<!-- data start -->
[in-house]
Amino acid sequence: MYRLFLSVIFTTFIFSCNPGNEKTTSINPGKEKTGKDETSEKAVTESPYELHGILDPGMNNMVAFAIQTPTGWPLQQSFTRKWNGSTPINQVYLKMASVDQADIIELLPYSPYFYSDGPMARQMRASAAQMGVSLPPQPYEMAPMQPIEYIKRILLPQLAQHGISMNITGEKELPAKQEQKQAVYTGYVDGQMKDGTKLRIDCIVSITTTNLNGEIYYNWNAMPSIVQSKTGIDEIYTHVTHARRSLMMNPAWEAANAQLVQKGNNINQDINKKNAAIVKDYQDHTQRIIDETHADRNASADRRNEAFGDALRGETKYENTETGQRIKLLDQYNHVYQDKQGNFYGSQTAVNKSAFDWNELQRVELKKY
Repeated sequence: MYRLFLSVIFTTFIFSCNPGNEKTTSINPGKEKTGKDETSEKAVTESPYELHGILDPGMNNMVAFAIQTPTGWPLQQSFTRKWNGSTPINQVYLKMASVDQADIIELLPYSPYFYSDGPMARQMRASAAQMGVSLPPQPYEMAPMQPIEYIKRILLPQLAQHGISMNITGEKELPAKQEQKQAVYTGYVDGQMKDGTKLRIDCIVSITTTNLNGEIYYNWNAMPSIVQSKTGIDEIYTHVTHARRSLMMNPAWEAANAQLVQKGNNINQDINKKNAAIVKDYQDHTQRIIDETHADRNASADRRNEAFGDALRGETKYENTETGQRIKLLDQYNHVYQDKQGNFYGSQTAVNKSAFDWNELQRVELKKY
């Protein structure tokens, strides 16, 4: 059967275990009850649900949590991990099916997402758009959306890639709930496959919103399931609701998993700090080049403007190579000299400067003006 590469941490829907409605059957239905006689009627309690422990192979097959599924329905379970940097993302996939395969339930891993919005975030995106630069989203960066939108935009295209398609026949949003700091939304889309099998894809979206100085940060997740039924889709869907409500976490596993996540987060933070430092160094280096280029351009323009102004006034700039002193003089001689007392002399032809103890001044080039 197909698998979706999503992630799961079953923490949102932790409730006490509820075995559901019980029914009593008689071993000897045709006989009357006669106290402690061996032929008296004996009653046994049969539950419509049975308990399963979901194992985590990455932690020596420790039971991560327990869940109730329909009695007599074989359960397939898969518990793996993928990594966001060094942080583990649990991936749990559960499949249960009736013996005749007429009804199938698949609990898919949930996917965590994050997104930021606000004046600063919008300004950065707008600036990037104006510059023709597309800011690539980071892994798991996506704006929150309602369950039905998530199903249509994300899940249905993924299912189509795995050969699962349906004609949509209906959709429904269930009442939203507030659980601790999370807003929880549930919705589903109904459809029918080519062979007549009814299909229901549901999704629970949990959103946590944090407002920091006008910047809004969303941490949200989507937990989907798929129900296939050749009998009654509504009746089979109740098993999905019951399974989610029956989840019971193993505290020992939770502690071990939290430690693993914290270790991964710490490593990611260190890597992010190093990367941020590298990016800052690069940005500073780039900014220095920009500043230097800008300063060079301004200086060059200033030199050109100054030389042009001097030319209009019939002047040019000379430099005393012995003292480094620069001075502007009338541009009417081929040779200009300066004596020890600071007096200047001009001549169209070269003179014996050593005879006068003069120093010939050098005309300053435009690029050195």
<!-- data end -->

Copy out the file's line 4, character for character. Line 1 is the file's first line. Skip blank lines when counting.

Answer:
């Protein structure tokens, strides 16, 4: 059967275990009850649900949590991990099916997402758009959306890639709930496959919103399931609701998993700090080049403007190579000299400067003006 590469941490829907409605059957239905006689009627309690422990192979097959599924329905379970940097993302996939395969339930891993919005975030995106630069989203960066939108935009295209398609026949949003700091939304889309099998894809979206100085940060997740039924889709869907409500976490596993996540987060933070430092160094280096280029351009323009102004006034700039002193003089001689007392002399032809103890001044080039 197909698998979706999503992630799961079953923490949102932790409730006490509820075995559901019980029914009593008689071993000897045709006989009357006669106290402690061996032929008296004996009653046994049969539950419509049975308990399963979901194992985590990455932690020596420790039971991560327990869940109730329909009695007599074989359960397939898969518990793996993928990594966001060094942080583990649990991936749990559960499949249960009736013996005749007429009804199938698949609990898919949930996917965590994050997104930021606000004046600063919008300004950065707008600036990037104006510059023709597309800011690539980071892994798991996506704006929150309602369950039905998530199903249509994300899940249905993924299912189509795995050969699962349906004609949509209906959709429904269930009442939203507030659980601790999370807003929880549930919705589903109904459809029918080519062979007549009814299909229901549901999704629970949990959103946590944090407002920091006008910047809004969303941490949200989507937990989907798929129900296939050749009998009654509504009746089979109740098993999905019951399974989610029956989840019971193993505290020992939770502690071990939290430690693993914290270790991964710490490593990611260190890597992010190093990367941020590298990016800052690069940005500073780039900014220095920009500043230097800008300063060079301004200086060059200033030199050109100054030389042009001097030319209009019939002047040019000379430099005393012995003292480094620069001075502007009338541009009417081929040779200009300066004596020890600071007096200047001009001549169209070269003179014996050593005879006068003069120093010939050098005309300053435009690029050195």